Norma I. Quintana is a photographer and educator born in Cleveland, Ohio. She holds a B.A. in Sociology from John Carroll University and Master of Social Sciences from Case Western University in Ohio. Quintana moved to the Bay Area in the 1980s. and worked in human resources in Silicon Valley. She began her career as a fine art photographer in 1999 and studied with pioneer photographers: Mary Ellen Mark, Graciela Iturbide and Shelby Lee Adams. She works in the tradition of social documentary. Her portrait series include Forget Me Not and Circus: A Traveling Life, which have been exhibited nationally. Her book a Circus, A Traveling Life was published as a monograph by Damiani Editore and distributed by Distributed Art Publishers
Quintana has lectured nationally at Stanford, UCLA, American University, Penn State and internationally in Madrid, Spain. Her photographic series Forage From Fire, evolved after losing her home and studio during the devastating Atlas Peak Fire in Northern California in October 2017 and will be featured in a solo exhibition at San Francisco Camerawork in October 2018. Additionally, she is in a selected exhibition at the Sonoma Valley Museum of Art.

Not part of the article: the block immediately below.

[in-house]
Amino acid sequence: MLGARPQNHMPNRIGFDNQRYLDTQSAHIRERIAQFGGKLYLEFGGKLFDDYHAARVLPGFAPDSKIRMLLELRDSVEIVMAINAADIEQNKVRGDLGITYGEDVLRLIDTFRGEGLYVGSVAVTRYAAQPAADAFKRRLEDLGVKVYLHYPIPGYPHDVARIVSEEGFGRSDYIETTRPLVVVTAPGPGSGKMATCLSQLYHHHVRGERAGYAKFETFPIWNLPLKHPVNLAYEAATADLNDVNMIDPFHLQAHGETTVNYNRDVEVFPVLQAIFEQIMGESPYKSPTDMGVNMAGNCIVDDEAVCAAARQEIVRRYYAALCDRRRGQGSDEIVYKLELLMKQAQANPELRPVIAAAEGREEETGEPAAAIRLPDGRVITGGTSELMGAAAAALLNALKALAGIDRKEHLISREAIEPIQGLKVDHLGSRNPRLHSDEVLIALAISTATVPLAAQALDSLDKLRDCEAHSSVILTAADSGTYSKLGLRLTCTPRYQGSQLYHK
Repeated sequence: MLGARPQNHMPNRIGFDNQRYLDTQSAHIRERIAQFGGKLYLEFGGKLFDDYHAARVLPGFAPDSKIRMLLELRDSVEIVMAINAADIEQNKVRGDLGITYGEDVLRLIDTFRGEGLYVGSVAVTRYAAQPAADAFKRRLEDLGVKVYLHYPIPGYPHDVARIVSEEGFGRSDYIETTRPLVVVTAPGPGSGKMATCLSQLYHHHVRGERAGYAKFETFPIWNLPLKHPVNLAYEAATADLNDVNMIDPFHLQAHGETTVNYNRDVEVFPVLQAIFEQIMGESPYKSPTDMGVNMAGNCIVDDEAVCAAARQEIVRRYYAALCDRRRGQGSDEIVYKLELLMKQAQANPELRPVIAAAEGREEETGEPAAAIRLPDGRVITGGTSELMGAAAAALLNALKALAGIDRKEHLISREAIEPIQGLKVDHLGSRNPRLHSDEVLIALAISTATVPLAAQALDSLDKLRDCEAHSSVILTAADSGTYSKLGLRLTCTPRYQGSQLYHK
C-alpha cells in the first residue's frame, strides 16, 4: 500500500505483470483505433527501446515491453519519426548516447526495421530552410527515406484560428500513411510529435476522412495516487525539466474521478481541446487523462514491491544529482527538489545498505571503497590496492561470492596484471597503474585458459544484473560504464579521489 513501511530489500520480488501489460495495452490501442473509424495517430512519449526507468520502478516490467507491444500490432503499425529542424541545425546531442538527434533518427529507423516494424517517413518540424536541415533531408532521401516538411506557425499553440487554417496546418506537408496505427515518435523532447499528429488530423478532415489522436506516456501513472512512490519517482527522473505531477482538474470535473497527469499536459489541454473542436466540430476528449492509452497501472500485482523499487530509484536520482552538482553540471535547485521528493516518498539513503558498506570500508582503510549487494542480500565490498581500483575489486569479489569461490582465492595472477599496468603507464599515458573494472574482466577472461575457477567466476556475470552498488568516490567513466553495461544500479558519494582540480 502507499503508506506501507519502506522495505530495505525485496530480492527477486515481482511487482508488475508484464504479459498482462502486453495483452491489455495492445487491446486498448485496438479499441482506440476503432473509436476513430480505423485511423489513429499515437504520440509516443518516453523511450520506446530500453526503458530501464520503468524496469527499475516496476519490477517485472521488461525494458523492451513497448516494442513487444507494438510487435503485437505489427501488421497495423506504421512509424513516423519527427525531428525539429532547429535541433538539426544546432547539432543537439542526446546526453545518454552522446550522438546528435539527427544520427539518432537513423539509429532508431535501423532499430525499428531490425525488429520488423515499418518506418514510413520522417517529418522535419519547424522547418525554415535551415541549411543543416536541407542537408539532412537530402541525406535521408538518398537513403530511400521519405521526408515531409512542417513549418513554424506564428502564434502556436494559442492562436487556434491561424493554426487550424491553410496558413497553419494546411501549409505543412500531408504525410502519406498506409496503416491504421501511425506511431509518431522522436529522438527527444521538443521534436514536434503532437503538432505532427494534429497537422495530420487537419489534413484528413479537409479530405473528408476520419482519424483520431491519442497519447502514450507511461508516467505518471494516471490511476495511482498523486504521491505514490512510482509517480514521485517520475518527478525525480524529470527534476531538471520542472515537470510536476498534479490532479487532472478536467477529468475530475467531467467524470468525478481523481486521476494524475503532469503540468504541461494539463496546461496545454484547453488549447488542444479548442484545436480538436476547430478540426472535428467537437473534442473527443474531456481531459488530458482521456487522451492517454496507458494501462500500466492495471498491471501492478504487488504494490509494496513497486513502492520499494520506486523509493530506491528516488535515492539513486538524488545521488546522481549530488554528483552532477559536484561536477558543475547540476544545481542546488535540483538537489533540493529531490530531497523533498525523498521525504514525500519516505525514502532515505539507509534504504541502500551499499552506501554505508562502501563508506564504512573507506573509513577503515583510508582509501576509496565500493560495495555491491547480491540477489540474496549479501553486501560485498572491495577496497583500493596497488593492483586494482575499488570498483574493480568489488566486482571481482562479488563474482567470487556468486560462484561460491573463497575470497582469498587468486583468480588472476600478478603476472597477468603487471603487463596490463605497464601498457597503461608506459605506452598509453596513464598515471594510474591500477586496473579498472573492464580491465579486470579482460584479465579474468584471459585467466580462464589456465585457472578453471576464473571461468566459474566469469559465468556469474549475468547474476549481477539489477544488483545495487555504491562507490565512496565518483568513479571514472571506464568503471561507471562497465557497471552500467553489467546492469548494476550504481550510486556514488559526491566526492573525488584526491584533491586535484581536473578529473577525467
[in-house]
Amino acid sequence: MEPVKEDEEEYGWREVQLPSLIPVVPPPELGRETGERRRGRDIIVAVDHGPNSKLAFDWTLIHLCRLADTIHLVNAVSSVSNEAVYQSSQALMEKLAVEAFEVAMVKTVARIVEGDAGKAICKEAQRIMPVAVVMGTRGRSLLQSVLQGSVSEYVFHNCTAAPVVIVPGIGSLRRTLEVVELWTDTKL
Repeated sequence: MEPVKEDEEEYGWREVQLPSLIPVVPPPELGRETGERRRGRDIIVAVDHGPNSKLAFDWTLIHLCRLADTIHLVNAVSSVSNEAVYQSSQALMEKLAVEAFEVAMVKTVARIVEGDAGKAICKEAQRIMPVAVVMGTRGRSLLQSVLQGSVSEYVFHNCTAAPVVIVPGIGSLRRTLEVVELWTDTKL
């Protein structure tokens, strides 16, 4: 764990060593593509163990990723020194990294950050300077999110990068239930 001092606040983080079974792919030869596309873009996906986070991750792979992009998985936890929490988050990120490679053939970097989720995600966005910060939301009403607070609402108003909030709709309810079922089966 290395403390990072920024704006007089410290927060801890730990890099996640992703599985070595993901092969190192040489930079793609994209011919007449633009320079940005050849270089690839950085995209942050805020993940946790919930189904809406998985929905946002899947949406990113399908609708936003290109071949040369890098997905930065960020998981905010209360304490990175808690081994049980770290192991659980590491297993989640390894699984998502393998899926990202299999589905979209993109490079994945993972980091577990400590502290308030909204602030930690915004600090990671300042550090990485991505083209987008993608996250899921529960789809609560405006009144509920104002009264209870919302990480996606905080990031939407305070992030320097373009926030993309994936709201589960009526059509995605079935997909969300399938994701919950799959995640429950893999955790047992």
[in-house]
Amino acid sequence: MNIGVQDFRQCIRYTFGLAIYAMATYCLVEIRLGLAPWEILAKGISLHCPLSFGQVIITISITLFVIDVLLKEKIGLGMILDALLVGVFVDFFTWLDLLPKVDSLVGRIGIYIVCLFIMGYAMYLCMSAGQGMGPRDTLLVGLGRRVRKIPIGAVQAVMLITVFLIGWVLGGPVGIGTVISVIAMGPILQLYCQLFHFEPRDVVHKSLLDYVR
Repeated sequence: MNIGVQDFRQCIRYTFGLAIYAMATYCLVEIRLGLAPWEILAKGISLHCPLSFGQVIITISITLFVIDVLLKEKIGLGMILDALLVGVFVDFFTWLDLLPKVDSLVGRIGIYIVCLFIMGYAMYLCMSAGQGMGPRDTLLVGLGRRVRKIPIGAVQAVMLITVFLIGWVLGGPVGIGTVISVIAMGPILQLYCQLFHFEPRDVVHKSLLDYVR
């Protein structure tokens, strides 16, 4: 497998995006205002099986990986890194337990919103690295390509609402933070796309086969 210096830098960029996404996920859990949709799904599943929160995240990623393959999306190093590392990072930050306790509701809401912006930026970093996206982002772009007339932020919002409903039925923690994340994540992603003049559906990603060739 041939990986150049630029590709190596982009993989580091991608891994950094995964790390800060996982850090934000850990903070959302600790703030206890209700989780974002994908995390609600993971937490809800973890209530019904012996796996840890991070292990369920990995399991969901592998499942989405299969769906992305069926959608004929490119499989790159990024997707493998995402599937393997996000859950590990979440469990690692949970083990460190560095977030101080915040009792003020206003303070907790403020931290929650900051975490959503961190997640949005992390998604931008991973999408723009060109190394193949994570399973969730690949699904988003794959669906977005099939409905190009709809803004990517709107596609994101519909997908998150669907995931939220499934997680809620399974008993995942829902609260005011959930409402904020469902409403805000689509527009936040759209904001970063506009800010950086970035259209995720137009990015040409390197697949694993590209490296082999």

Norma I. Quintana’s first art book represents a decade-long collaboration with the families of circus artists and performers of an American, traveling one-ring circus. In rich detail, she has captured candid moments behind the curtain as these performers proudly perfect their craft. Designed by Yolanda Cuomo of New York and published by Damiani Editore of Italy, Circus: A Traveling Life features a hundred full-page, luminous black and white portraits, reproduced in duotones by master printer, Robert Hennessey. Also featured is an introduction by Mona Simpson and a personal essay from the photographer on her experience with the circus.
The Forage From Fire series includes images of objects rescued from the home and studio of photographer Norma I. Quintana. On October 8, 2017, the Atlas Peak Fire roared through their neighborhood, burning their home to the ground. Days after the smoke cleared, Quintana’s documentarian instincts kicked in and she started making work with remnants she salvaged from the ashes.
“I have an innate and unquenchable desire to collect things. Not because I want to posses them, but because I want to celebrate the wonderment of them. It’s not the owning, it’s the knowing, that motivates me."
Framed by the black plastic gloves issued for fire clean-up, the sequence of images include jewelry, camera bodies, Christmas ornaments, pendants, doll parts, kitchen tools and picture frames. More than documenting a loss, her new project provided inspiration to others recovering from trauma and put life into perspective.
An exhibition of this series will be held October 4 - 20, 2018 at San Francisco Camerawork.